1. Handbook
  2. Subjects
  3. Media and Society

Media and Society (MECM10003)

Undergraduate level 1Points: 12.5Campus: Parkville

You’re viewing the 2017 Handbook. View archived Handbooks

Overview

Year of offer2017
Subject levelUndergraduate Level 1
Subject codeMECM10003
Mode of delivery
On Campus — Parkville
Availability
Semester 1
FeesSubject EFTSL, Level, Discipline & Census Date

This subject provides students with a thematic overview of the study of media and communications. The subject addresses the production and distribution of media and the work of media audiences in historical and contemporary contexts. It engages students in debates over the relative analytical power of such approaches as the economics of the media industry and the relations between media, politics and public life. It encourages students to develop their critical capacities by enlarging their understanding of both the empirical nature of the media and the range of theoretical approaches to them.

Learning outcomes

On successful completion of this subject, students should be able to:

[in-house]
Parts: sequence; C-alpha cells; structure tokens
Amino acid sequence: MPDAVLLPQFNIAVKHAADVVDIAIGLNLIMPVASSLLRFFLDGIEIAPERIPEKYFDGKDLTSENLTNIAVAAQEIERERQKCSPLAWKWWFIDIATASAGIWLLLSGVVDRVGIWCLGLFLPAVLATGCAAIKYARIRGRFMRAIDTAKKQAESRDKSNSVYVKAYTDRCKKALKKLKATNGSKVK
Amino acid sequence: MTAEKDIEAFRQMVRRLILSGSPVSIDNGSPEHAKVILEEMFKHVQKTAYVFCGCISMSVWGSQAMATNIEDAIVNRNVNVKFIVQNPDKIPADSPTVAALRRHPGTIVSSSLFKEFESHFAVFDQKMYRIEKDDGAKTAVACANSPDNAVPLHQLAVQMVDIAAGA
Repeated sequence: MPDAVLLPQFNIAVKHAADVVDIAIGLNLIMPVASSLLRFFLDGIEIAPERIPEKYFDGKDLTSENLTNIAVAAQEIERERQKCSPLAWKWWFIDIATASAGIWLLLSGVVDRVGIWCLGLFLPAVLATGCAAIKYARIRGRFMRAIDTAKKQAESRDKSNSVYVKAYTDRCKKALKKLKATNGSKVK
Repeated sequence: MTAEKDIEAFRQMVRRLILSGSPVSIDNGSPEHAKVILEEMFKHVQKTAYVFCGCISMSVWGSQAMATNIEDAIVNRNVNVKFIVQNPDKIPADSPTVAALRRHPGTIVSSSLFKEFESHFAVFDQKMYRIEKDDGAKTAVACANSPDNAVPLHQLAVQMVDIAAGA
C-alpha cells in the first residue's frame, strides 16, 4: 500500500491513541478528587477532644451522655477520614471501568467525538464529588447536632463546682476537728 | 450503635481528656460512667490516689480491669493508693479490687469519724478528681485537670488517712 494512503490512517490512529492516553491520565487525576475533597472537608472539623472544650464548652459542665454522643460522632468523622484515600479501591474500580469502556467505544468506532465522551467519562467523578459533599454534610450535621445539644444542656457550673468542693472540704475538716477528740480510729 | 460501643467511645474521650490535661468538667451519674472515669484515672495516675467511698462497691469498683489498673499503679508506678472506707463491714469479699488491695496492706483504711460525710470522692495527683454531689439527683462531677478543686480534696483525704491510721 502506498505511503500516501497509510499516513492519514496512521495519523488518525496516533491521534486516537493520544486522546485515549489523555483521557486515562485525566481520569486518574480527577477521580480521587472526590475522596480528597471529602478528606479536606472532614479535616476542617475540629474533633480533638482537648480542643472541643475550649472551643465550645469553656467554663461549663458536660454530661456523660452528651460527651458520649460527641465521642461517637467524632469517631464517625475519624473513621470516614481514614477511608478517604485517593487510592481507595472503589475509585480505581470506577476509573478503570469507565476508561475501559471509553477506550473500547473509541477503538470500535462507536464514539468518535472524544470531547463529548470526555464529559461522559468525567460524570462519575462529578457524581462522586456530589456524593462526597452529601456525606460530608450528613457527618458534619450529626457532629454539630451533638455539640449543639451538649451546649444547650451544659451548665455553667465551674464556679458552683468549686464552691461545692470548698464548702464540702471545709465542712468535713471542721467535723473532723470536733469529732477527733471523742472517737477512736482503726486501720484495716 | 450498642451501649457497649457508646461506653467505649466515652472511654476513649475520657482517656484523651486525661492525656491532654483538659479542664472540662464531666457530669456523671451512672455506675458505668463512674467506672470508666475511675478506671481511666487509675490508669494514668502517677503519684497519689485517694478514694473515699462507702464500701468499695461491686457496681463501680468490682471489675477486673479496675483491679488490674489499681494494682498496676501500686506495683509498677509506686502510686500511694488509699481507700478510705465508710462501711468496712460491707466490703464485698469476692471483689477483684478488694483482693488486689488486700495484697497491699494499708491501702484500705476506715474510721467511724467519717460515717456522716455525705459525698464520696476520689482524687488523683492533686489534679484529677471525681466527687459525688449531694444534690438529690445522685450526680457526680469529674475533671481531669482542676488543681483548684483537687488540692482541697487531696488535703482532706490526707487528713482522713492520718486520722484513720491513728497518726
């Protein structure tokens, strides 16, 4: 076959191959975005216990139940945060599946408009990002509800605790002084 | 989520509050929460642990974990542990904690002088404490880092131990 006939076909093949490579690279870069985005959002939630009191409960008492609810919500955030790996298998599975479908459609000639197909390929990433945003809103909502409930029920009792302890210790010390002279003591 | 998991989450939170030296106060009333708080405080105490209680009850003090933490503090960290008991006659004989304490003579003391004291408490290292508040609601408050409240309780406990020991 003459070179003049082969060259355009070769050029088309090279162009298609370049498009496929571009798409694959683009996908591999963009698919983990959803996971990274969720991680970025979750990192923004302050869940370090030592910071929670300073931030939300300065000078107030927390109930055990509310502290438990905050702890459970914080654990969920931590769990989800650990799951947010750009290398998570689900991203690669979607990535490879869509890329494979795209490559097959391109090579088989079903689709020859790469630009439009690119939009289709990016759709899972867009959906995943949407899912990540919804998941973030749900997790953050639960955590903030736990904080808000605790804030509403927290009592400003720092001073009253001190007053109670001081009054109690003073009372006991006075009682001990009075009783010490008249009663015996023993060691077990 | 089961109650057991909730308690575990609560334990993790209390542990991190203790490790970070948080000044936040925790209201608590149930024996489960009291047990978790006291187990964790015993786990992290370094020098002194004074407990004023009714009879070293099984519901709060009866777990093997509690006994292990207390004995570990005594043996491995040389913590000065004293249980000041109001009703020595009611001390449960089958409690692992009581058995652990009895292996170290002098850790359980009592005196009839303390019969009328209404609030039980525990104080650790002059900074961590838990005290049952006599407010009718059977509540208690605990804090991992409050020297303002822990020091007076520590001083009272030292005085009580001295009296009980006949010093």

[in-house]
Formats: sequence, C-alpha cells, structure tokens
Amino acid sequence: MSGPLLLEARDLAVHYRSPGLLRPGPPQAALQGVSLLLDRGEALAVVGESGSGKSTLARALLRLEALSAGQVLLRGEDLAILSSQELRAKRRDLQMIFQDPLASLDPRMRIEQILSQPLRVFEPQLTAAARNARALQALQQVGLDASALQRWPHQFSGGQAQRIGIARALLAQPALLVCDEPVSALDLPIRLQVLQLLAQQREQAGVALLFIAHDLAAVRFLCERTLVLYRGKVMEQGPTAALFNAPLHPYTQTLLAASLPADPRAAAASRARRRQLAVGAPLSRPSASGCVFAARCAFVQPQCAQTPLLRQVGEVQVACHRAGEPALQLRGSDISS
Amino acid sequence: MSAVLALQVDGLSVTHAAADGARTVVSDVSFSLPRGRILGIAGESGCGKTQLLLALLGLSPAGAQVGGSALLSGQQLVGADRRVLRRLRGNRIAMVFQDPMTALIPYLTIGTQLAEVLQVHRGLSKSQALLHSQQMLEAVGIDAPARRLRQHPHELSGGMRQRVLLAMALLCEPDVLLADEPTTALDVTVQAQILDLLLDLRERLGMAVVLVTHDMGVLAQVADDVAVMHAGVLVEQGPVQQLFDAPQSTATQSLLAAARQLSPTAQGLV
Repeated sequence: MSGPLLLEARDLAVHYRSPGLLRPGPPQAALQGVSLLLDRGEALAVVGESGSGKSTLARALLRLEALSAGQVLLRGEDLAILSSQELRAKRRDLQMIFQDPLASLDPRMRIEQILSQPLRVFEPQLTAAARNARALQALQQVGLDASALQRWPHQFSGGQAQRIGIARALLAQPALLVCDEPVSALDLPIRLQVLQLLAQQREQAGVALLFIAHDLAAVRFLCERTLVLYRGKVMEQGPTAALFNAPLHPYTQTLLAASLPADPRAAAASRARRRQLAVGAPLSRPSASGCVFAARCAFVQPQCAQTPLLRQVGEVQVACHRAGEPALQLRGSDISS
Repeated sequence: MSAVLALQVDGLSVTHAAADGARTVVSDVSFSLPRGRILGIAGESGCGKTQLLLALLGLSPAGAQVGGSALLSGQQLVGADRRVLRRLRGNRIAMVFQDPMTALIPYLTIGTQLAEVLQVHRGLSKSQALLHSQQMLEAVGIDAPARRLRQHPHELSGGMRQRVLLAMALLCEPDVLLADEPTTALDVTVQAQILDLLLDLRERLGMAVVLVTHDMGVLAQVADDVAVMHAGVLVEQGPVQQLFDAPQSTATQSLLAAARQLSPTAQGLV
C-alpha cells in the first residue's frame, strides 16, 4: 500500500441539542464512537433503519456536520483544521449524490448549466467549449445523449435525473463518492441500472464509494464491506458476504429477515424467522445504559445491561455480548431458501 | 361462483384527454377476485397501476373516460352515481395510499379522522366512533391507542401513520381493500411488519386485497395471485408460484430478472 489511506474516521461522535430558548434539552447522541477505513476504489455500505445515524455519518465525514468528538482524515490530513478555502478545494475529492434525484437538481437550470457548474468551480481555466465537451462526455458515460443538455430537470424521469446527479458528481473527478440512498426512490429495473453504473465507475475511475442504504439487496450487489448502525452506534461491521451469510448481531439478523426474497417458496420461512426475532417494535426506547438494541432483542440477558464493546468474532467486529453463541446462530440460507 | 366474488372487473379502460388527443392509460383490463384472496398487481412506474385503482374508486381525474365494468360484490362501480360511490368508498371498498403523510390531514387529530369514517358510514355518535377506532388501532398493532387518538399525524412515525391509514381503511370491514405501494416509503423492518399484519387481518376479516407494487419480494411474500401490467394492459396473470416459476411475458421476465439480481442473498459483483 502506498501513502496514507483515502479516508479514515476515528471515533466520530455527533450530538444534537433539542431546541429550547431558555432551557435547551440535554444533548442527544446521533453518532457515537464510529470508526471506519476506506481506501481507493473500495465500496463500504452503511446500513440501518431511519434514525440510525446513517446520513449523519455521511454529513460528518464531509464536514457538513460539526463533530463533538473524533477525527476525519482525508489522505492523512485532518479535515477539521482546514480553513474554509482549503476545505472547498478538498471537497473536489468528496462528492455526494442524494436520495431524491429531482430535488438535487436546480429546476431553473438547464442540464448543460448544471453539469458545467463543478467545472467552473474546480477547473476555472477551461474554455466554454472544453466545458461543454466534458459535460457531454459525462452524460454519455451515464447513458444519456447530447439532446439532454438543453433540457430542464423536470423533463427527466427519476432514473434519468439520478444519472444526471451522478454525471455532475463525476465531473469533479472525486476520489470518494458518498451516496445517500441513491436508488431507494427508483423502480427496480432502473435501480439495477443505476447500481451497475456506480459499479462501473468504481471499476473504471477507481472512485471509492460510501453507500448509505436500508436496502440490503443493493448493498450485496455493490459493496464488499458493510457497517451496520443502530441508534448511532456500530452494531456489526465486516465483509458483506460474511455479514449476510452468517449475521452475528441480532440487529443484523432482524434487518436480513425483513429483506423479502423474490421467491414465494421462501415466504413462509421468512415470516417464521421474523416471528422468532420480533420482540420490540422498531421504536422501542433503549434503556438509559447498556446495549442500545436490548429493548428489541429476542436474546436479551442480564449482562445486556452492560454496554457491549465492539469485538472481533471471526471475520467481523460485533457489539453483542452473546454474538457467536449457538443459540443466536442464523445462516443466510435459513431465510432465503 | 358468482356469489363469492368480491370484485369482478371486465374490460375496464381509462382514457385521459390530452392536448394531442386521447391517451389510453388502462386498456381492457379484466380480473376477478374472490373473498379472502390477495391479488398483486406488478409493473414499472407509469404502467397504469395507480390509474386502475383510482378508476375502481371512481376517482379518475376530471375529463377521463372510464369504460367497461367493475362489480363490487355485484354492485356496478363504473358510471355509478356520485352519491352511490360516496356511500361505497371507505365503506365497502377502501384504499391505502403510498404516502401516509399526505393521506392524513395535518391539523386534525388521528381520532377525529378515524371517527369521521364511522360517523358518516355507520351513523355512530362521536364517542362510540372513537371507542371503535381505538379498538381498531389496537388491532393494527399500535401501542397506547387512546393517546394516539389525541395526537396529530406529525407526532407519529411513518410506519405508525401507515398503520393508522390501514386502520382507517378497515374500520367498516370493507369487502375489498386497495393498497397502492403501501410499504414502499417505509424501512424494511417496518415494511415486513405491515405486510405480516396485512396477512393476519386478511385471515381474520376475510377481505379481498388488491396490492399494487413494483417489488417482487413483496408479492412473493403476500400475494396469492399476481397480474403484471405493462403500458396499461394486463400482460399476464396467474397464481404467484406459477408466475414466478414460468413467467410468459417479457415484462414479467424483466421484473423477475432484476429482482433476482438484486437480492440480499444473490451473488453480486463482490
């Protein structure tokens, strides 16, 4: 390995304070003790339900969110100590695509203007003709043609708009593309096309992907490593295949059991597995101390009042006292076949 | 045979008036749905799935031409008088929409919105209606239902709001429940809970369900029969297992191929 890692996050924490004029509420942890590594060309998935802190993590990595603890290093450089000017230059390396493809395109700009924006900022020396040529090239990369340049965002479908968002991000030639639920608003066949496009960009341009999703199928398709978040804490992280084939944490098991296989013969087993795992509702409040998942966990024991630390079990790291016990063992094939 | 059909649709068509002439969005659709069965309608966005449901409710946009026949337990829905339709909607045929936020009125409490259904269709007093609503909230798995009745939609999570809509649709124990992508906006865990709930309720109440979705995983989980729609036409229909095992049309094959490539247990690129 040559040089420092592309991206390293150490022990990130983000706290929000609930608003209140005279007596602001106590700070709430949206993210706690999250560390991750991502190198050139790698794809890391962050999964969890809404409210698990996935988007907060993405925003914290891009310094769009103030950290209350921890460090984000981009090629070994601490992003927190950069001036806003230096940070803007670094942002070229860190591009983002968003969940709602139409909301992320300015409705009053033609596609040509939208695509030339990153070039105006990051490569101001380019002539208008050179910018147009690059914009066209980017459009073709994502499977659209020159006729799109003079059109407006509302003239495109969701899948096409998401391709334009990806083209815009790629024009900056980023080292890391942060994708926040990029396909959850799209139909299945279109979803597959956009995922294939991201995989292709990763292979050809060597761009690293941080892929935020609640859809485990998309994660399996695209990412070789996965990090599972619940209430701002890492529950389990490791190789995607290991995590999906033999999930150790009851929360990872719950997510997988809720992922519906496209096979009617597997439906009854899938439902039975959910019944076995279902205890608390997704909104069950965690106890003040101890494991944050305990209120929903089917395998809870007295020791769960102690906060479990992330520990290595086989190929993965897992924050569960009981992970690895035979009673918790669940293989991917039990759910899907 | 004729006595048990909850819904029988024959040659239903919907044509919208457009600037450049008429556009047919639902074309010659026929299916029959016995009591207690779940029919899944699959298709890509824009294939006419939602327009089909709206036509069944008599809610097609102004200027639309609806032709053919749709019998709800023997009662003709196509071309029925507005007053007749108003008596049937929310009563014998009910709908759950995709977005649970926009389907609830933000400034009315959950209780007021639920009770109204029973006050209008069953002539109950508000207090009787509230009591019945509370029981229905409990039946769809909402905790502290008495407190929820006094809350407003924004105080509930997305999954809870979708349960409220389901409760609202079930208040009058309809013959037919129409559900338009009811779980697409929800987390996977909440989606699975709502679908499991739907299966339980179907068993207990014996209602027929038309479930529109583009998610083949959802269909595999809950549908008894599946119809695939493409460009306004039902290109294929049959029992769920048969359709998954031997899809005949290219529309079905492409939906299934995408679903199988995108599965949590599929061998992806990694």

• demonstrate an introductory-level knowledge of, and a capacity to apply, a key theories, approaches and perspectives on the role and significance of media in social life;
  • apply analytical approaches to produce critical readings of media texts;
  • deploy critical and analytical skills to critically consider the role played by media institutions, texts and practices within changing social and cultural contexts;
  • clearly communicate an understanding of different perspectives, arguments and approaches by applying conventions and protocols of academic presentation; and
  • engage in communal scholarship through participation in class discussion, and respectfully engaging with the participation of others.

Generic skills

At the completion of this subject, students should gain the following generic skills:

  • be able to prepare and present their ideas in both verbal and written mode and in conformity to conventions of academic presentation;
  • be able to reflect on their own learning and take responsibility for organising personal study; and
  • be able to participate in discussion and group activities and be sensitive to the participation of others.

Last updated: 27 March 2017